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If you wish to communicate with me about steam trains, railway art and related jigsaw puzzles, please email David, at : david.precology@virginmedia.com

Sunday, 30 June 2013

A Wentworth Duo

It's over a month since I last posted due to a family bereavement. In today's post, 30th June 2013, I am using two pictures featuring laser-cut, wooden puzzles from the famous Wentworth company.

The Wentworth company, situated near Malmesbury in Wiltshire, was only formed in 1994 but it has achieved recognition as a global brand in its short existence. On the Wentworth website the company describes the wood composites from which the jigsaws are cut as "taken from sustainable sources". This is an important consideration for many jigsaw purchasers in this modern age of environmental or 'green' concerns. The coloured drawstring bag used by the company to enclose and secure jigsaw pieces inside a substantial box has become legendary. Although more expensive than cardboard puzzles, wooden examples don't appear to lose value at the same rate and are, therefore, more appropriate to pass on as heirlooms. Many Wentworth jigsaws, past and present, depict steam railway scenes (over eighty in my inventory) with famous artists such as Barry Freeman and Malcolm Root strongly represented. Barry is represented again in today's post and joined by an artist whose paintings are regularly voted as 'Best' in the GRA (Guild of Railway Artists) 'Picture of the Year' annual competition - John Austin. John has won the competition on fifteen consecutive occasions,  proof of his wonderful skill in railway art.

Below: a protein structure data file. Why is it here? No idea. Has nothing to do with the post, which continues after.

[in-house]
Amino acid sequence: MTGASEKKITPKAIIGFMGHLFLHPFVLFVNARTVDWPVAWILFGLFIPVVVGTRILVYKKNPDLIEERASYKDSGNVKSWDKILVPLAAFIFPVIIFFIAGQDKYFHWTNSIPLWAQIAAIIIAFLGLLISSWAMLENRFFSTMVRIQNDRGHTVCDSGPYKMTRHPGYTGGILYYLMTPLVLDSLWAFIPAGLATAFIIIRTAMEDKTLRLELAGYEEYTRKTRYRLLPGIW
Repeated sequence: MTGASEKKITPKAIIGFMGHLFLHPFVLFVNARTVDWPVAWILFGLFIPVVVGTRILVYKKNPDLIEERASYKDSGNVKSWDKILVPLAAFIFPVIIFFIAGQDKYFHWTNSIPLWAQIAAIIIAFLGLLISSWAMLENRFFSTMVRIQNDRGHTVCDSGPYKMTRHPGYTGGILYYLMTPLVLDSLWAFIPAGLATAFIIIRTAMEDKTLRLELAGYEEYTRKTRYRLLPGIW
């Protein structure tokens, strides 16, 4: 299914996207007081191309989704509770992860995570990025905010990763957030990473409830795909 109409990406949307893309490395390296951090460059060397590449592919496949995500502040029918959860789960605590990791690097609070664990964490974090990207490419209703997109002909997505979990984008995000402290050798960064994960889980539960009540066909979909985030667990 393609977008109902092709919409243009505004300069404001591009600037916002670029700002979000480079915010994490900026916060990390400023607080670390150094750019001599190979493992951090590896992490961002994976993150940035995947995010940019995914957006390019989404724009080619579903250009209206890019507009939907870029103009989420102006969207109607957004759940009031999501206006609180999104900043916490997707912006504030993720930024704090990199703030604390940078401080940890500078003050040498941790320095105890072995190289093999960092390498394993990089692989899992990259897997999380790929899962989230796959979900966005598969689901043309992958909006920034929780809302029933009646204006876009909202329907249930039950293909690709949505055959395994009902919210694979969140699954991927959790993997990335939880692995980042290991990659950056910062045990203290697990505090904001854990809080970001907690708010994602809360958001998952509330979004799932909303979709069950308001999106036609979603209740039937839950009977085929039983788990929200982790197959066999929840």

My first picture shows a 500-piece wooden puzzle titled  Light Duties. Barry Freeman is responsible for the superb artwork which focuses on a 'Jubilee' class  4-6-0 locomotive of Sir William Stanier, No.45577 Bengal,  heading a short passenger train towards Knucklas Station in Wales. The picturesque countryside is enhanced by the local Viaduct. The locomotive was withdrawn from service in 1964 dating Barry's picture to the early 1960's, probably.

 
In my second picture, John Austin's superb painting Exeter at Tavistock is replicated by Wentworth as a  250-piece, wooden puzzle, also the title of the jigsaw. One of Oliver Bulleid's revolutionary, 'air-smoothed'  4-6-2 locomotives, affectionately referred to as 'Spam Cans' by enthusiasts, is pictured in a wonderful winter setting as it hauls a passenger train over the viaduct at Tavistock. The locomotive is 'West Country' class, 'Light Pacific', No.21C101 Exeter - hence the title.


Wentworth jigsaw puzzles are available in several different sizes  -  30 to 1500 pieces.


Books by Barry and John, including superb artwork, informative text and biographical details,  are available from normal sources, including the Internet.